By B. Smith (all photos by author)
It has occurred to me that I haven’t said anything about how SP operated the branch. I wish now I had paid more attention to this aspect.
SP’s Burbank station on the Coast Route.-–©photo B. Smith
Growing up in Van Nuys I’d hear the train as it passed the Sepulveda Dam Recreational Area (then the Sepulveda Flood Control Area) as we lived two blocks north of where I took the photo of the track by the old barn. For many years corn was grown in the Flood Control Area. But by the time I’d get on my bike and get to where I could see the tracks the train was well out of view. For a time in high school where we waited for the school bus to take us home after school (My family now lived up in the hills over looking the Valley) was across the street from the Encino team track and if the local was running later than normal I would catch it there. The baseball fields where I played little league were located on the old RKO Ranch movie lot denoted on the Encino map and I’d see the train there, although baseball games were on evenings or weekends and the train rarely ran then. One Saturday though the train did come and two girls had walked out on the long bridge spanning the Los Angeles River. Our field was the closest to the bridge. Someone shouted here comes a train and the game stopped as parents rushed to the bridge to warn the girls who just made it off the bridge in time. I don’t remember the train sounding its horn or slowing down. And yes, I too was guilty of walking across that bridge a time or two.
Tail track of the Chatsworth wye, with spur to the only ready-mix concrete plant along the San Fernando Valley Branch still getting rail shipments.-–©photo B. Smith
The trains I saw were almost always running east to west, from North Hollywood to Canoga Park. From the maps (see post
of December 13, 2015) you can see the majority of the switches would be trailing point with this direction of operation. Cars going to the few facing point switches would be dropped into the spur using the flying switch technique.
Site of SP’s Chatsworth station in May,1972. The two story station had stood by the tracks on the far side of the three palm trees. Nearby is where the San Fernando Valley Branch rejoined the Coast Route. It was from this location on September 12, 2008, that a Metrolink commuter train departed, ran a red signal, and collided with a UP freight. View is looking north toward the Santa Susana Mts.-–©photo B. Smith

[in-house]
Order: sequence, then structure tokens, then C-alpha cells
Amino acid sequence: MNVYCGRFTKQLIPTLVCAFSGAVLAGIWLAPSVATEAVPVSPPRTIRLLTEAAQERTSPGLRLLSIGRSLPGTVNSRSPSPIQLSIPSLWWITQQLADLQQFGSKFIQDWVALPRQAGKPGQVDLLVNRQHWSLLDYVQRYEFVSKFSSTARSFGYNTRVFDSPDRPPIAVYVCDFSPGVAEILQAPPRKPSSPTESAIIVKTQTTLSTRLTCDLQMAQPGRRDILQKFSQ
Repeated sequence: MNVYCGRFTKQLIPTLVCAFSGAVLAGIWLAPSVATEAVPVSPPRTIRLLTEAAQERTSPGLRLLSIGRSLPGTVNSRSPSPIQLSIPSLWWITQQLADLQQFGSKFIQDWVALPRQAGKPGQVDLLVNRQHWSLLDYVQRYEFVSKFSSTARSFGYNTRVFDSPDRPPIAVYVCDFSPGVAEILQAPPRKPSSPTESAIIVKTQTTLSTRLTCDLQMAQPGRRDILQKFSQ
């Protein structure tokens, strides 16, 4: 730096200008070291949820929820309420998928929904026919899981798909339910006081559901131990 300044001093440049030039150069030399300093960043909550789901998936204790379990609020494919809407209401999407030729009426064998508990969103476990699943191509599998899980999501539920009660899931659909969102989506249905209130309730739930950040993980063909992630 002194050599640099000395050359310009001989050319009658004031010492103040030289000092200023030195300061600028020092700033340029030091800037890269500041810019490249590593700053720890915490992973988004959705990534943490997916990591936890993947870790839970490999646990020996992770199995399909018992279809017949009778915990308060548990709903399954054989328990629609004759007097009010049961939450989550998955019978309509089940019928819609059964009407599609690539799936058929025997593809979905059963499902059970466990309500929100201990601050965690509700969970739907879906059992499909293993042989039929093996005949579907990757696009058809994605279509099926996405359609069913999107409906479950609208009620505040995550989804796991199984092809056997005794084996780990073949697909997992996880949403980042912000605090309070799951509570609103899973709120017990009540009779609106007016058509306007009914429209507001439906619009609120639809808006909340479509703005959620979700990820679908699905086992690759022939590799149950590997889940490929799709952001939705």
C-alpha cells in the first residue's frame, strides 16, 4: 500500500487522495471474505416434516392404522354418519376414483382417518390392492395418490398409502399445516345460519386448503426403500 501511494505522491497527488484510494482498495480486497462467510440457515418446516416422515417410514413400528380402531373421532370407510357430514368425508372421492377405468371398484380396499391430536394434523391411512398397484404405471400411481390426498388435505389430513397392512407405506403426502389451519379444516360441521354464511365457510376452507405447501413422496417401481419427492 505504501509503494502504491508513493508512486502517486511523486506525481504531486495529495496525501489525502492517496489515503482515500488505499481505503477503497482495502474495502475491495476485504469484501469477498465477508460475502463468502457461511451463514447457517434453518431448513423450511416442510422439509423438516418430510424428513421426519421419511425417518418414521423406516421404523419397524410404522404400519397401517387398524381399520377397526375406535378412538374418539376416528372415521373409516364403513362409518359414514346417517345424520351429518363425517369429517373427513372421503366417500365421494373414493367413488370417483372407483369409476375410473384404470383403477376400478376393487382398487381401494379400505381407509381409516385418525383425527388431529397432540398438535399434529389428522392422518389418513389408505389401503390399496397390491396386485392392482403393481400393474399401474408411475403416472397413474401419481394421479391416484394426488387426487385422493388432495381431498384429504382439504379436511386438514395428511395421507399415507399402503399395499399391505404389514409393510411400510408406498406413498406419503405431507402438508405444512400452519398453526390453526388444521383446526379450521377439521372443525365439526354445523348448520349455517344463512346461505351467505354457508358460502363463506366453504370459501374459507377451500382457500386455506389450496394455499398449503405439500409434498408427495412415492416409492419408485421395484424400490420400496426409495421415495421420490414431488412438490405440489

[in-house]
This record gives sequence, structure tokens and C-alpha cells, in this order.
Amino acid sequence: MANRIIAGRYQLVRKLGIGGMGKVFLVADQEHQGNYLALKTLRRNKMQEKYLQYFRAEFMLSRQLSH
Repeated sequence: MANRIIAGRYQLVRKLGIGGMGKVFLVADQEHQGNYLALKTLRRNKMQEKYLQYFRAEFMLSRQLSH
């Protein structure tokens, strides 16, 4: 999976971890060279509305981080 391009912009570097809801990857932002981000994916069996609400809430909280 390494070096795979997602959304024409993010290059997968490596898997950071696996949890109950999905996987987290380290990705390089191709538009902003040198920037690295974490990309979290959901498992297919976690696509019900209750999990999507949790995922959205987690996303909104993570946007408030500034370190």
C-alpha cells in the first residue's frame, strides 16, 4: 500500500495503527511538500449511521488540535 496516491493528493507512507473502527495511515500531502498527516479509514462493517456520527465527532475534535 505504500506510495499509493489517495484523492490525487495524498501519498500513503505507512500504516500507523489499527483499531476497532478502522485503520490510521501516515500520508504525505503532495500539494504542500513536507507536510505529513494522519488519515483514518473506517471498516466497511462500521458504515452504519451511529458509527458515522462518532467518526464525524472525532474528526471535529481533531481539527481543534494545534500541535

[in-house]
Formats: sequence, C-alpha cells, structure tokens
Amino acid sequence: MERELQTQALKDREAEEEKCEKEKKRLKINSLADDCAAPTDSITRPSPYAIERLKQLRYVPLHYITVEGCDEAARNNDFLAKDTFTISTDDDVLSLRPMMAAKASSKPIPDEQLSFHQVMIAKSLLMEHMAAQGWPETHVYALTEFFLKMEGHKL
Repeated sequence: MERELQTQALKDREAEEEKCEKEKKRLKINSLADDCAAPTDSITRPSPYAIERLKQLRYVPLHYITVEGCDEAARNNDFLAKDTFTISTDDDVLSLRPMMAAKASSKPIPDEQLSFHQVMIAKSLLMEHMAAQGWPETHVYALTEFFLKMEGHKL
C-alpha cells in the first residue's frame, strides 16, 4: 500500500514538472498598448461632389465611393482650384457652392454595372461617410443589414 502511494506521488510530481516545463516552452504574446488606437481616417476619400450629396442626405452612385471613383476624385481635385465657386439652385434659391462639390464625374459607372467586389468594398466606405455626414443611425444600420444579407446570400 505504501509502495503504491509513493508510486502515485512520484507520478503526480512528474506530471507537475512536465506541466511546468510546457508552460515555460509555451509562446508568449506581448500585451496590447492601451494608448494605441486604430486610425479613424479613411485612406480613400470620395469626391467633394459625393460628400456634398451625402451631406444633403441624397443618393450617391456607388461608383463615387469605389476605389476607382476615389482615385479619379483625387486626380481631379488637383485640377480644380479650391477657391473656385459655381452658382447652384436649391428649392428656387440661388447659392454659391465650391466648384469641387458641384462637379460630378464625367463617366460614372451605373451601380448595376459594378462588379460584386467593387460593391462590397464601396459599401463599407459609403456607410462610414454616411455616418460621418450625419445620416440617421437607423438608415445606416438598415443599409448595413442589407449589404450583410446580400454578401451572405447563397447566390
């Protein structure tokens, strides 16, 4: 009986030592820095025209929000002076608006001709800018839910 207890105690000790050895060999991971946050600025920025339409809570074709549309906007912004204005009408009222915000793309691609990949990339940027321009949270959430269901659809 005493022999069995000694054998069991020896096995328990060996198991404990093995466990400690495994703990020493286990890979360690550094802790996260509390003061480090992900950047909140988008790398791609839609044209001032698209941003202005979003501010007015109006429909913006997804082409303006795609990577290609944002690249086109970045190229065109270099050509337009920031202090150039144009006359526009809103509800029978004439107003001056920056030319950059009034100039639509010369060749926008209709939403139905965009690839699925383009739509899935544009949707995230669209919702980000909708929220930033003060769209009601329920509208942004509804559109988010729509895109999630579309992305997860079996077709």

The San Fernando Valley has an Anheuser-Busch Brewery and had, until 1992, a General Motor’s Assembly plant just north of the Van Nuys airport on the SP (now UP) Coast Route. I believe the local for the branch began there where it gathered the cars for the day’s run, ran east on the Coast Line to Burbank where it then entered the wye for the track to North Hollywood. After working its way through Van Nuys, Encino, Reseda/Tarzana, and Canoga Park, it would rejoin the Coast Route in Chatsworth and run east back to the yard by the assembly plant and call it a day.
SP beet train about to enter the first tunnel through the Santa Susana Mts. as it leaves the San Fernando Valley on the Coast Route. May, 1972.-–©photo B. Smith
It was around this curve where the Metrolink/UP freight collided in 2008.-–©photo B. Smith
There was one time a derailment on the Coast Route at the north end of Van Nuys airport that closed the line for a day or two and all SP freights had to divert through the San Fernando Valley Branch. It must of created some backed up auto traffic in the valley as these long trains, and there were quite a number in those days, made their way along the line at maybe 20 mph, not sure what the track speed was, but it wasn’t fast.
This concludes this series on San Fernando. We hope it triggers pleasant memories for some of you and great modelling references for others. Thanks to B. Smith for sharing his great research, personal recollections and awesome photos!
Click on the below links for the previous posts in this series–